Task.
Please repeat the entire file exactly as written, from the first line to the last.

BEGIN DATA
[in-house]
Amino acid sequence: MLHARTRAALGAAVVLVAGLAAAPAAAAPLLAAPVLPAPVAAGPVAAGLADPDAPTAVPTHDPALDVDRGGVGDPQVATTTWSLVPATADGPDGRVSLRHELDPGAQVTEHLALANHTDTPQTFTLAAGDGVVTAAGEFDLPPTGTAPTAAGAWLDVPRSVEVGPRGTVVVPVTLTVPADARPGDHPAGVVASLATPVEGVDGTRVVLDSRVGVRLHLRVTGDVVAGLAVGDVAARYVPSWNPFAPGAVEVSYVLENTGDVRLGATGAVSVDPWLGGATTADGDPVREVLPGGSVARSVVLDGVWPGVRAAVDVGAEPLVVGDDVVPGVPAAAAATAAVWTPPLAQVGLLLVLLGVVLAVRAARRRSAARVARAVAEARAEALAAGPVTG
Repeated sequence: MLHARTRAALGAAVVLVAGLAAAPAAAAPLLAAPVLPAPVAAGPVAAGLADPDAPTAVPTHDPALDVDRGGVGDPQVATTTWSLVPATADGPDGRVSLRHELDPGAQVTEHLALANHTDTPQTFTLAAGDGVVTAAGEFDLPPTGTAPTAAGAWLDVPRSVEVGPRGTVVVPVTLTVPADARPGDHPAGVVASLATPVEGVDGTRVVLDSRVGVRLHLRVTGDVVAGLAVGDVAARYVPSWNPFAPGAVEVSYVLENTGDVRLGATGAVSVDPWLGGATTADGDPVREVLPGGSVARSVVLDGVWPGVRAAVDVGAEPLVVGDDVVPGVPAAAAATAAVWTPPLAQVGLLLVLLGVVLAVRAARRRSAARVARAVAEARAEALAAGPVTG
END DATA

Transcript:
[in-house]
Amino acid sequence: MLHARTRAALGAAVVLVAGLAAAPAAAAPLLAAPVLPAPVAAGPVAAGLADPDAPTAVPTHDPALDVDRGGVGDPQVATTTWSLVPATADGPDGRVSLRHELDPGAQVTEHLALANHTDTPQTFTLAAGDGVVTAAGEFDLPPTGTAPTAAGAWLDVPRSVEVGPRGTVVVPVTLTVPADARPGDHPAGVVASLATPVEGVDGTRVVLDSRVGVRLHLRVTGDVVAGLAVGDVAARYVPSWNPFAPGAVEVSYVLENTGDVRLGATGAVSVDPWLGGATTADGDPVREVLPGGSVARSVVLDGVWPGVRAAVDVGAEPLVVGDDVVPGVPAAAAATAAVWTPPLAQVGLLLVLLGVVLAVRAARRRSAARVARAVAEARAEALAAGPVTG
Repeated sequence: MLHARTRAALGAAVVLVAGLAAAPAAAAPLLAAPVLPAPVAAGPVAAGLADPDAPTAVPTHDPALDVDRGGVGDPQVATTTWSLVPATADGPDGRVSLRHELDPGAQVTEHLALANHTDTPQTFTLAAGDGVVTAAGEFDLPPTGTAPTAAGAWLDVPRSVEVGPRGTVVVPVTLTVPADARPGDHPAGVVASLATPVEGVDGTRVVLDSRVGVRLHLRVTGDVVAGLAVGDVAARYVPSWNPFAPGAVEVSYVLENTGDVRLGATGAVSVDPWLGGATTADGDPVREVLPGGSVARSVVLDGVWPGVRAAVDVGAEPLVVGDDVVPGVPAAAAATAAVWTPPLAQVGLLLVLLGVVLAVRAARRRSAARVARAVAEARAEALAAGPVTG